broadleaf evergreens

Deer resistant evergreens

I've designed and installed plantings all over Westchester County: the shores of the Long Island Sound, the hillsides along the Hudson, homes next to golf courses, lakes and wooded areas, and rural areas in the northern part of the county.  Many of these plantings were done without benefit of deer fencing in deer-infested areas.  There are a handful of trees and shrubs that are my go-to  plants in these situations. These are the ones you should try if you have deer wandering through your property unchecked and have had problems with deer browse damage on your existing plants.  The caveat is, of course, that if the deer get hungry enough they may eat plants that they've never eaten before.  So no guarantees!  But try them anyway!

Evergreens that are deer-resistant are the most important category, since they  are integral to the "bone structure" of your garden, and are important for privacy screening as well.  The most reliably deer-resistant evergreen is boxwood.  Deer really leave it alone!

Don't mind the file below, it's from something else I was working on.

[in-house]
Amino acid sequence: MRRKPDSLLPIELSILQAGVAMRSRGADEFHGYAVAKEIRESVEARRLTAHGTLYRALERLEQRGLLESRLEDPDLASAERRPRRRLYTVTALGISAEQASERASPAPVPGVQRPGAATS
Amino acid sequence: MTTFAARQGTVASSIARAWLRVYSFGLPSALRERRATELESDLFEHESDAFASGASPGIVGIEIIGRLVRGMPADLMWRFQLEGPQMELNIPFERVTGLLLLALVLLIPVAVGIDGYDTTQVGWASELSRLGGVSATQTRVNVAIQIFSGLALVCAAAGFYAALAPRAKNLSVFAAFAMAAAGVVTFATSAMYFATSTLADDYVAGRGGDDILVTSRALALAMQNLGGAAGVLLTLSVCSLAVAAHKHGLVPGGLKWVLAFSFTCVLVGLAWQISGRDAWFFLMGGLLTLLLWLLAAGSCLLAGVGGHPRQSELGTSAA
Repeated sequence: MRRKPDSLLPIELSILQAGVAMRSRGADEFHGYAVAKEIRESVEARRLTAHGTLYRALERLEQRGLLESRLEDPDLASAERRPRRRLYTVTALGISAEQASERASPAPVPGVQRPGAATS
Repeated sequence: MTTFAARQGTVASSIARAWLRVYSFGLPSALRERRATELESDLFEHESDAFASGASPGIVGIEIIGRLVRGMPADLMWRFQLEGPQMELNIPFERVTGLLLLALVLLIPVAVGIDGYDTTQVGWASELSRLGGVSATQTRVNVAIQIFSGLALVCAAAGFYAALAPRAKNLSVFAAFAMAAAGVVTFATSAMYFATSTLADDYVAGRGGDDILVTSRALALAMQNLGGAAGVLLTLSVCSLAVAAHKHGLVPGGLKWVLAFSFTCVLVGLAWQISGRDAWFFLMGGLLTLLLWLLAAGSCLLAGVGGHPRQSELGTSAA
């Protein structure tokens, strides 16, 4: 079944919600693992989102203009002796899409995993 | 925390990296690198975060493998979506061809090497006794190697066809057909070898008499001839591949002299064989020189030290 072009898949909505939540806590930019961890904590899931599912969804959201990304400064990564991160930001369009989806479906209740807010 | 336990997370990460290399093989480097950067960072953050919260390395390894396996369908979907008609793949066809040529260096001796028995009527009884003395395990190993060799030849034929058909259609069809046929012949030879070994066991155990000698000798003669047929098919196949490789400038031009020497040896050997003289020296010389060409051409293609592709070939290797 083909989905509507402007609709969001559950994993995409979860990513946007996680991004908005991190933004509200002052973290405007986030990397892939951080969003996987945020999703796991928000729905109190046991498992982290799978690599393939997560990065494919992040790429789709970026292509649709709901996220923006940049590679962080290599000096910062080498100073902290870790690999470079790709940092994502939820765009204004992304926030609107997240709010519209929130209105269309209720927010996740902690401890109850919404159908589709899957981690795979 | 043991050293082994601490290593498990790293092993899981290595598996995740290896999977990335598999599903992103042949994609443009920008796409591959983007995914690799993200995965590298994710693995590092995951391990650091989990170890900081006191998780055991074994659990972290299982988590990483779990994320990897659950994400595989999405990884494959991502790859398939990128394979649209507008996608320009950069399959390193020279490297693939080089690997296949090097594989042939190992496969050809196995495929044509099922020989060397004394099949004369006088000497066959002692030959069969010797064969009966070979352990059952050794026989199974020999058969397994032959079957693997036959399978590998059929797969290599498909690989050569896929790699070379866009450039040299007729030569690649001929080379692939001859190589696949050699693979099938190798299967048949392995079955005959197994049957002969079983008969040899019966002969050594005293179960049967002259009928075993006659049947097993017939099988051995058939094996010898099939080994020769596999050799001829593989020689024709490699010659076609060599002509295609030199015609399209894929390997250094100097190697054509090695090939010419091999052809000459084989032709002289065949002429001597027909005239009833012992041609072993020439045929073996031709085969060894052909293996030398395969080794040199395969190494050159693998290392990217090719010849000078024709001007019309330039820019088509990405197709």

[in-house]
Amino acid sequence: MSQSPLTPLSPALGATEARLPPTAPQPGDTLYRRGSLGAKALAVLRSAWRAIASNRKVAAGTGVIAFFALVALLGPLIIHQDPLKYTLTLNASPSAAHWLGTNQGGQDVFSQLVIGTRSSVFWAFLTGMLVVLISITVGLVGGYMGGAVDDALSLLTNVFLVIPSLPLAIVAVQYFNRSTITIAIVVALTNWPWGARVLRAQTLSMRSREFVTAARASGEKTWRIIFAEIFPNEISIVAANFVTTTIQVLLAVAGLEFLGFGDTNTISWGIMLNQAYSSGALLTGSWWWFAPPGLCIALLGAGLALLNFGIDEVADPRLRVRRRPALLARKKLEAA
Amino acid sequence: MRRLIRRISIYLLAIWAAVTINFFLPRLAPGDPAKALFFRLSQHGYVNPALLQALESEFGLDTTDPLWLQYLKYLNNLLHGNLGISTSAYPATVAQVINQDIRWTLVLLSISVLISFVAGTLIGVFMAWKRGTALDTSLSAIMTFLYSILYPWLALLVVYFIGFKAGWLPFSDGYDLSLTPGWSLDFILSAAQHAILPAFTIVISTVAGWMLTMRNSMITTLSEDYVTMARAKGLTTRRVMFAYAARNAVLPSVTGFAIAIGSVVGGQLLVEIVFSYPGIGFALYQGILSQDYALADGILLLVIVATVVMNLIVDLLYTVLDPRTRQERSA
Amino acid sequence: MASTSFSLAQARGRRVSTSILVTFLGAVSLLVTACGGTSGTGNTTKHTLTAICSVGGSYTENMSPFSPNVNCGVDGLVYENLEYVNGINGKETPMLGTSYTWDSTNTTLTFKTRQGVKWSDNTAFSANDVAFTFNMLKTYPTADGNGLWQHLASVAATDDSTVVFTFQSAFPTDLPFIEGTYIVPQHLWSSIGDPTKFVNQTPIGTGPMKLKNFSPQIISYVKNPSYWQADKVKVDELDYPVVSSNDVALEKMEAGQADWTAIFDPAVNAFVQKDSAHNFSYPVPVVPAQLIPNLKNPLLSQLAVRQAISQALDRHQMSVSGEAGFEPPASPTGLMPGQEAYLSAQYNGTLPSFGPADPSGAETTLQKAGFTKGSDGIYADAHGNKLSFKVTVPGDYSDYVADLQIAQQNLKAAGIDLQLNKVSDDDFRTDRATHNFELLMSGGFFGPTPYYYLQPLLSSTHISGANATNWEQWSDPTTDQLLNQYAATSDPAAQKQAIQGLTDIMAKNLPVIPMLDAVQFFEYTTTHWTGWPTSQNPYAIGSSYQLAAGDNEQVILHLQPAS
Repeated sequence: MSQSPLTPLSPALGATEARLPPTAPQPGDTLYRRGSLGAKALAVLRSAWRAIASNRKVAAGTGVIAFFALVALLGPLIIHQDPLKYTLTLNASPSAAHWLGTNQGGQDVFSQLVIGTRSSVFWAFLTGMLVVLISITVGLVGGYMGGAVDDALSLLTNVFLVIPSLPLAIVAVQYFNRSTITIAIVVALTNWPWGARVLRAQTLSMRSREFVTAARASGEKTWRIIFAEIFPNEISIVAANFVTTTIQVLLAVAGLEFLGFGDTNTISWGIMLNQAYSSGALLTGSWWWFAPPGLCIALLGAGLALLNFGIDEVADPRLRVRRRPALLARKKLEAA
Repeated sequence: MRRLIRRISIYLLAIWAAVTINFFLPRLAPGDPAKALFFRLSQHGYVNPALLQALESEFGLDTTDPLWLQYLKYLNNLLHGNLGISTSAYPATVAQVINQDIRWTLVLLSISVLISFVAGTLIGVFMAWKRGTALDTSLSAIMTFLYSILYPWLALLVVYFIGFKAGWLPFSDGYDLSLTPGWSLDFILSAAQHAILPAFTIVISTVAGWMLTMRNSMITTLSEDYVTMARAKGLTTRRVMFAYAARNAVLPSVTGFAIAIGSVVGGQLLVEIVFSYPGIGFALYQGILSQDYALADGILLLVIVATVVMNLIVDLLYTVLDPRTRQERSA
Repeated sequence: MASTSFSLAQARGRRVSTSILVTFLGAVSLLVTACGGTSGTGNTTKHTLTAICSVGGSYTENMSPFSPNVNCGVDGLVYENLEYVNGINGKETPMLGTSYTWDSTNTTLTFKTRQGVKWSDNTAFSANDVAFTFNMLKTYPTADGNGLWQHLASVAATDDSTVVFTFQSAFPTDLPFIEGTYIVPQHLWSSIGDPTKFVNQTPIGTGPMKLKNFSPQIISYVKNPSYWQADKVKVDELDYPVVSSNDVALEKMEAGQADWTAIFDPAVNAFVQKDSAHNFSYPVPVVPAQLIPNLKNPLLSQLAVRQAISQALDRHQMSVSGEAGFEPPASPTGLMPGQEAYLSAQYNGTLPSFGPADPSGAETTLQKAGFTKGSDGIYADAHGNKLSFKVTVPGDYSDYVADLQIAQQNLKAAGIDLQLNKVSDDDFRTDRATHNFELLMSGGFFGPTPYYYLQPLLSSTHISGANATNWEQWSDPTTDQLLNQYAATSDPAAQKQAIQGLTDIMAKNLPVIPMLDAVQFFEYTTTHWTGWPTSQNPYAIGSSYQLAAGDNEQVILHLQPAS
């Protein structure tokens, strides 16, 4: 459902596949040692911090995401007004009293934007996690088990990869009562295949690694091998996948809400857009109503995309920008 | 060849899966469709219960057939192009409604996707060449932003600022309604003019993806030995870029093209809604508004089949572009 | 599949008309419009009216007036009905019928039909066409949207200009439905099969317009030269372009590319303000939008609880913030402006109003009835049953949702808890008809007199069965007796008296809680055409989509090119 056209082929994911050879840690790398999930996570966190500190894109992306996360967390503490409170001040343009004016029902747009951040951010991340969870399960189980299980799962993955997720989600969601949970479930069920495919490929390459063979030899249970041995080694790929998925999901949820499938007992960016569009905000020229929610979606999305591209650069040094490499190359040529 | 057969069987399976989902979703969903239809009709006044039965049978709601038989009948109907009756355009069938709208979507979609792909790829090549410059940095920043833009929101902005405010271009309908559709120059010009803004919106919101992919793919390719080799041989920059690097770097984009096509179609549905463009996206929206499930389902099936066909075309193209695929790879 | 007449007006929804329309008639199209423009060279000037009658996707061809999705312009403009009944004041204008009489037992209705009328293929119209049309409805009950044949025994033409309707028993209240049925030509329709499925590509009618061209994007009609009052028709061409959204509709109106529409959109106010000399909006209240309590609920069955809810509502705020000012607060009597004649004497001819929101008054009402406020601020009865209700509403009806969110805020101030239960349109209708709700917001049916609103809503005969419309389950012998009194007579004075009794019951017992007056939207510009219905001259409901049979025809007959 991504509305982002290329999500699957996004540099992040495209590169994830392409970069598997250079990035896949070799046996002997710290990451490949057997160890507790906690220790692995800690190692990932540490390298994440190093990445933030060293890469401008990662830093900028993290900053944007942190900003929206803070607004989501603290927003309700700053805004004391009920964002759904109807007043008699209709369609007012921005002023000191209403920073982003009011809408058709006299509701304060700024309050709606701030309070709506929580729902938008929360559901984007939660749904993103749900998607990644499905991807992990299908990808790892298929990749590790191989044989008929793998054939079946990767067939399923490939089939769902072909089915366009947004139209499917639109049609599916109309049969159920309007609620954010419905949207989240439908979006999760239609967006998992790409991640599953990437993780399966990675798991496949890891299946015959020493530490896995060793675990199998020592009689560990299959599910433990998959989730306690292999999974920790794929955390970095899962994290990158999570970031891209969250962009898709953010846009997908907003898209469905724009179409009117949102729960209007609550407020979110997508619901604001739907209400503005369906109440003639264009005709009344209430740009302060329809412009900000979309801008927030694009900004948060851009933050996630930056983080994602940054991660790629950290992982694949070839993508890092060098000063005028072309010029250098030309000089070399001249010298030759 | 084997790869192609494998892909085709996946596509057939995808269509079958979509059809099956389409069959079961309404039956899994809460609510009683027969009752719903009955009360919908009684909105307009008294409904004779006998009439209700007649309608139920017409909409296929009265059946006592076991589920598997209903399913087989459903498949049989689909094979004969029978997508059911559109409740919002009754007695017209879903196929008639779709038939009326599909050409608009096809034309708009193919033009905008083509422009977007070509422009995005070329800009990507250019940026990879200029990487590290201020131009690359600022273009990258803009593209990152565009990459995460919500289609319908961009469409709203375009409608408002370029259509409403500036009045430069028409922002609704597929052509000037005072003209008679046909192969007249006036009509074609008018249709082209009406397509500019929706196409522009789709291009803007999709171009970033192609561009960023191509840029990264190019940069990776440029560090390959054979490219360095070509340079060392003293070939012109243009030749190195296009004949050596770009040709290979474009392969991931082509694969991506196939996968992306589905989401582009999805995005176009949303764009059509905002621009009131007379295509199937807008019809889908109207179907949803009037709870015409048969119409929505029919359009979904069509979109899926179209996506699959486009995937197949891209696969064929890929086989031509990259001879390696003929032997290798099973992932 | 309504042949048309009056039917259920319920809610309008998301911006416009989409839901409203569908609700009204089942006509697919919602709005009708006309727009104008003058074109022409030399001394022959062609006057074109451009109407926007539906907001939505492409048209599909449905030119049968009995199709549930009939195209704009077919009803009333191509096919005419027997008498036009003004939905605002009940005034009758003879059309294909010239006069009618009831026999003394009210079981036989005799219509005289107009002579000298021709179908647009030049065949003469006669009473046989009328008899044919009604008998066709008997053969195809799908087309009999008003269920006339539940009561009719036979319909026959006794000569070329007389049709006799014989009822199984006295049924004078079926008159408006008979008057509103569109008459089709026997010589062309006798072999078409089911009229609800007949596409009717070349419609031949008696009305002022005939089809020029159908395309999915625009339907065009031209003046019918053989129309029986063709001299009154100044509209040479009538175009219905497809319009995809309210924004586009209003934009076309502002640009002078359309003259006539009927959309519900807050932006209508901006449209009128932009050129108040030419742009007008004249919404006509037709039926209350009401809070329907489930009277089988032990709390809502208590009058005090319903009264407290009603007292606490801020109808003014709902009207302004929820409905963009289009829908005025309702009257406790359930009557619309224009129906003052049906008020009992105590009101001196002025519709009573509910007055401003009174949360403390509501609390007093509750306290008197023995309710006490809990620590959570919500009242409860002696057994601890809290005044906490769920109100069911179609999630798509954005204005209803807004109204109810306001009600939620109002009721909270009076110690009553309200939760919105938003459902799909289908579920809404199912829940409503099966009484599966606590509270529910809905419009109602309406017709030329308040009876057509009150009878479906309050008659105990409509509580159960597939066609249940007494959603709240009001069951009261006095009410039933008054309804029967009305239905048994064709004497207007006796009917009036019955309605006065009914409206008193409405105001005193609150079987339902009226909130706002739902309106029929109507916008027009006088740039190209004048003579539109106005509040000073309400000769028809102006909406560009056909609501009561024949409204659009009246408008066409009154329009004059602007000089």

Other broadleaf evergreens that I often use are skimmia (Skimmia japonica), andromeda (Pieris japonica) and sweetbox (Sarcococca hookeriana).  If I want to add some flower power and have the right conditions, I plant hybrid mountain laurel (Kalmia hybrids).  New Kalmia cultivars are entering the Nursery trade every year, with more spectacular bloom colors and compact, neater silhouettes.

Another excellent choice is American holly (Ilex opaca).  It takes shade, and is actually found in the forest, but it doesn't mind some sun either.  It is a tree, though, so give it enough space.

The needle evergreens (conifers) that I turn to are Norway spruce (Picea abies), Oriental spruce cultivars (Picea orientalis), Colorado Blue spruce and its cultivars (Picea pungens),  limber pine (Pinus flexilis) and concolor fir (Abies concolor 'Candicans').